We may all be stuck at home, either working from home (hopefully) or quarantined (if so, I hope you are doing well and stay safe), but business goes on, especially in the gaming world.
Though GMT Games is following the California order to stay home and close everything for now, that doesn’t stop new announcements from still happening all the time, and in this age of social distancing, what can be better than playing a boardgame or two with your family and loved ones?
Yesterday, GMT Games put out their monthly update that includes their latest P500 game additions (once the game hits 500 orders, it goes into the pipeline for production) and I was stunned to see a marvelous-sounding game show up.
(Ok, I wasn’t *that* stunned as I heard about it on Twitter a couple of weeks ago, but still…stunned).
Grant over at the excellent Players’ Aid blog usually does a post about the latest update at some point shortly after it comes out, but I had to get this one out quickly.
What was this news that made my jaw drop?
Jason Matthews is creating a 2-player “lunch time game” addition to his classic Twilight Struggle 2005 hit.
Called (and I will not be typing this whole thing every time I talk about it) Twilight Struggle: Red Sea – Conflict in the Horn of Africa, this game is the Cold War but confined to, well, the Red Sea area and the Horn of Africa (funny how that works).
This would be the fourth in GMT’s Lunchtime Games series (after the wonderful Fort Sumter, the long-awaited Flashpoint: South China Sea and the recently added Red Flag Over Paris). The concept of making games specifically for play at lunch (rather than just “oh, this game only takes 45 minutes, so we can play it at lunch) is very admirable.
Twilight Struggle is a 2-player Card-Driven-Game that encompasses the entire Cold War struggle between the USSR and the US. It can take up to 3 hours and I have never played it on the table (though I have many crushing defeats from Clio at Clio’s Board Games on the app version).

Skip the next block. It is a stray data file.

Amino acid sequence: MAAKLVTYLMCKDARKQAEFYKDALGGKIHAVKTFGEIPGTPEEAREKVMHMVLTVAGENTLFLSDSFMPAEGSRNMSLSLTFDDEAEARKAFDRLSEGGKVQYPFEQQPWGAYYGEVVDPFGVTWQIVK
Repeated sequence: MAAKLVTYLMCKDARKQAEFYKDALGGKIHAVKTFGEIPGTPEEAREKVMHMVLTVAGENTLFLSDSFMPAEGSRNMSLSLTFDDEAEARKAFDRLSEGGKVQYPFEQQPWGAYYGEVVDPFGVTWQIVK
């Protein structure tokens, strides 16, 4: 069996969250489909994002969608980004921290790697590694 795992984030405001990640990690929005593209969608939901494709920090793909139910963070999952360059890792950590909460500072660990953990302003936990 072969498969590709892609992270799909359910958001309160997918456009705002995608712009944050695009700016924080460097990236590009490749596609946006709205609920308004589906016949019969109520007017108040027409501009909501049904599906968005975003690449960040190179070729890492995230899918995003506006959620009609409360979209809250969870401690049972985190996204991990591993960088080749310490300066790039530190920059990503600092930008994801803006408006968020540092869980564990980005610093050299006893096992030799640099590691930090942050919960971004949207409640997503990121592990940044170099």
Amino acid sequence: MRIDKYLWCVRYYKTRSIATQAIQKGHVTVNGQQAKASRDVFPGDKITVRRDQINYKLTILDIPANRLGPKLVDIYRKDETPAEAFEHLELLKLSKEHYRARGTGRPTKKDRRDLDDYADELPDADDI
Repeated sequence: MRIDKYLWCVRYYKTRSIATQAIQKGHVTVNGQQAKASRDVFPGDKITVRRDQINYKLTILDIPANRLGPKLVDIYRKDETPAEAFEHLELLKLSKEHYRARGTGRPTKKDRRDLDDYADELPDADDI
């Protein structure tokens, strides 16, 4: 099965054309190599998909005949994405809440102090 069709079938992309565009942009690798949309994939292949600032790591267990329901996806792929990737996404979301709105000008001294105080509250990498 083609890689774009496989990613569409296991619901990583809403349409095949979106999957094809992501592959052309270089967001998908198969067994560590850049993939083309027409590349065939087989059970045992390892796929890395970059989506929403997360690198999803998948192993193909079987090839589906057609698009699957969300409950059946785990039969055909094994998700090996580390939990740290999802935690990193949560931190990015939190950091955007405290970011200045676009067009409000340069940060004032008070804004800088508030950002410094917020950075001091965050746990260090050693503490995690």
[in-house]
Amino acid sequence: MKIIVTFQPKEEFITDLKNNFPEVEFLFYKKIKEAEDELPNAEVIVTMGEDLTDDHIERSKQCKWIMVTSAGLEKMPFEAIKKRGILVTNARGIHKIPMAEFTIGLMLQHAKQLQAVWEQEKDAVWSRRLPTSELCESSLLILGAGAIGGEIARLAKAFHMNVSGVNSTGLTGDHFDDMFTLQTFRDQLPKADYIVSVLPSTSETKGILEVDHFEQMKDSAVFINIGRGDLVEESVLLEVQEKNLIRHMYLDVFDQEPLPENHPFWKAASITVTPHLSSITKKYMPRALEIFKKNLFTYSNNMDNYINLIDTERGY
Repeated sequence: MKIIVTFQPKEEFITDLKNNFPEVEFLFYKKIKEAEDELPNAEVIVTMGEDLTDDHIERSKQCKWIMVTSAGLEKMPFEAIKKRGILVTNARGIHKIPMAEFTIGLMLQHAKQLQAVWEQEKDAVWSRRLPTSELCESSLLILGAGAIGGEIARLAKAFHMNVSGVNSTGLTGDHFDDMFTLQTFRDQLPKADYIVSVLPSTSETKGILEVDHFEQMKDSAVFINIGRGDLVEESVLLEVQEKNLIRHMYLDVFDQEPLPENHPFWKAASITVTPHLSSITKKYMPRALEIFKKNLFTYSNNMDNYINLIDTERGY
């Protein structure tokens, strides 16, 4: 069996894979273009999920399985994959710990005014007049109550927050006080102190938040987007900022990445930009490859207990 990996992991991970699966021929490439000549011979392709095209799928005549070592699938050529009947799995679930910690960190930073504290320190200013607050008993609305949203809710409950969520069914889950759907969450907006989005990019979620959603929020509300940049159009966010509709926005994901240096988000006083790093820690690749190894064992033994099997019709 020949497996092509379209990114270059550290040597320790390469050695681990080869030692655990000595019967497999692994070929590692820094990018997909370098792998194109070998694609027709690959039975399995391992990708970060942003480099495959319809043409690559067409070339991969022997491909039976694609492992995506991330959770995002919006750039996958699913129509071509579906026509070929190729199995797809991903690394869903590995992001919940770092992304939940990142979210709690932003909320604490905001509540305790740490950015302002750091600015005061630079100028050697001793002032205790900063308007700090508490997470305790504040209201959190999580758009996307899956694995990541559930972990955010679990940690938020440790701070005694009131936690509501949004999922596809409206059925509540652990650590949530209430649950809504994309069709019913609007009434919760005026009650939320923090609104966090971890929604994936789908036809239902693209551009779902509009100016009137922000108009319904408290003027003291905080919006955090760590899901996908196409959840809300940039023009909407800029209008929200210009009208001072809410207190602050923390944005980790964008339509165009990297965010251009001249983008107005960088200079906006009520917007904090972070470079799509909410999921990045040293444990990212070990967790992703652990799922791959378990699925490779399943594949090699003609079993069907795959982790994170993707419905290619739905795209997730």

Twilight Struggle: Red Sea promises to condense all of that into a smaller global footprint as well as a much shorter time (the GMT page says 35 minutes for the base game).
Let’s blurb this thing (make my life a lot easier).
“Twilight Struggle: Red Sea – Conflict in the Horn of Africa is a two-player, stand-alone, card-driven game that builds on the award-winning Twilight Struggle. The year is 1974, and the Soviet Union and the United States have been locked in a life-or-death struggle across the globe. As so often happened during the Cold War, a relatively obscure region of the world suddenly took center stage. Emperor Haile Selassie I of Ethiopia, a bedrock U.S. ally in Africa, had grown old and increasingly dictatorial. In 1974, a group of young Marxist officers staged a coup and took hold of the the reins of power. This revolutionary leadership sparked a chain of events that upset the regional balance of power and unleashed all the familiar elements of Cold War competition in the Horn of Africa.”
One of the cool things about this game is that it uses a very similar system to its parent game, so it could be a good way to introduce it to unsuspecting
If you want a bit of a longer game, or if you want to enhance your Twilight Struggle game even more, you can mix-and-match some of the cards between the two games.
You know what’s even cooler? Something I’ve never seen from GMT, though I maybe haven’t been buying the right games.
It comes with 50 card sleeves for the 48 cards in the game.
Since when does GMT provide sleeves for its games?
Anyway, this game is currently at 366 orders (and may have even hit the 500 level by the time this posts), so it doesn’t need help.
But I still encourage you to check it out.
Twilight Struggle is an incredibly tense game where you succeed by mitigating the cards you’re forced to play over the long game.
This game is short, but promises to hold that same tension, and I can’t wait to get it in my hands.
Check out Twilight Struggle: Red Sea today and see what you think?
You know you want to.